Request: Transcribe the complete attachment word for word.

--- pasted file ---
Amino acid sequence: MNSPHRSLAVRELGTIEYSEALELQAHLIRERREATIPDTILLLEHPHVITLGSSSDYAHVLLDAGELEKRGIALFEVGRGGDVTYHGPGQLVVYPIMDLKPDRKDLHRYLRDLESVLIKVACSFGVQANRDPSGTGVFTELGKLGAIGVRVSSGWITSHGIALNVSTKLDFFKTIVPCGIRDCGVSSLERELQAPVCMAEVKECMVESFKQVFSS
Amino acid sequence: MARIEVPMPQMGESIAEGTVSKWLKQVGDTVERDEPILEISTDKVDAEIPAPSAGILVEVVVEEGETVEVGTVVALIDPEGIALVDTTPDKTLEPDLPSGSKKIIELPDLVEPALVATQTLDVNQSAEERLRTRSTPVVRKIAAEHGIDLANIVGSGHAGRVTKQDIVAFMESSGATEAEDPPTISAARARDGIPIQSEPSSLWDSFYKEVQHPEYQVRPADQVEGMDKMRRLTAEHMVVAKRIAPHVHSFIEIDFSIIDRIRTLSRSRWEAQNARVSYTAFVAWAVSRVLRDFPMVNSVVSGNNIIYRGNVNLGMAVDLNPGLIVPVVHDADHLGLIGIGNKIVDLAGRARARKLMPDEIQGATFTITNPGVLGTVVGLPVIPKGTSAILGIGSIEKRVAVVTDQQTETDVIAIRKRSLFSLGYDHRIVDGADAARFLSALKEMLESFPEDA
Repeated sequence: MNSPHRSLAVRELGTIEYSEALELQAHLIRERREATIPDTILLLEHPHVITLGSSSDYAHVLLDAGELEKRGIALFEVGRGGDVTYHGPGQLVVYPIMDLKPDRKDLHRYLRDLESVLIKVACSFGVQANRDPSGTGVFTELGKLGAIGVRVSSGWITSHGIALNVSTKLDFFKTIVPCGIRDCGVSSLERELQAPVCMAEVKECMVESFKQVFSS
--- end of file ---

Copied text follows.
Amino acid sequence: MNSPHRSLAVRELGTIEYSEALELQAHLIRERREATIPDTILLLEHPHVITLGSSSDYAHVLLDAGELEKRGIALFEVGRGGDVTYHGPGQLVVYPIMDLKPDRKDLHRYLRDLESVLIKVACSFGVQANRDPSGTGVFTELGKLGAIGVRVSSGWITSHGIALNVSTKLDFFKTIVPCGIRDCGVSSLERELQAPVCMAEVKECMVESFKQVFSS
Amino acid sequence: MARIEVPMPQMGESIAEGTVSKWLKQVGDTVERDEPILEISTDKVDAEIPAPSAGILVEVVVEEGETVEVGTVVALIDPEGIALVDTTPDKTLEPDLPSGSKKIIELPDLVEPALVATQTLDVNQSAEERLRTRSTPVVRKIAAEHGIDLANIVGSGHAGRVTKQDIVAFMESSGATEAEDPPTISAARARDGIPIQSEPSSLWDSFYKEVQHPEYQVRPADQVEGMDKMRRLTAEHMVVAKRIAPHVHSFIEIDFSIIDRIRTLSRSRWEAQNARVSYTAFVAWAVSRVLRDFPMVNSVVSGNNIIYRGNVNLGMAVDLNPGLIVPVVHDADHLGLIGIGNKIVDLAGRARARKLMPDEIQGATFTITNPGVLGTVVGLPVIPKGTSAILGIGSIEKRVAVVTDQQTETDVIAIRKRSLFSLGYDHRIVDGADAARFLSALKEMLESFPEDA
Repeated sequence: MNSPHRSLAVRELGTIEYSEALELQAHLIRERREATIPDTILLLEHPHVITLGSSSDYAHVLLDAGELEKRGIALFEVGRGGDVTYHGPGQLVVYPIMDLKPDRKDLHRYLRDLESVLIKVACSFGVQANRDPSGTGVFTELGKLGAIGVRVSSGWITSHGIALNVSTKLDFFKTIVPCGIRDCGVSSLERELQAPVCMAEVKECMVESFKQVFSS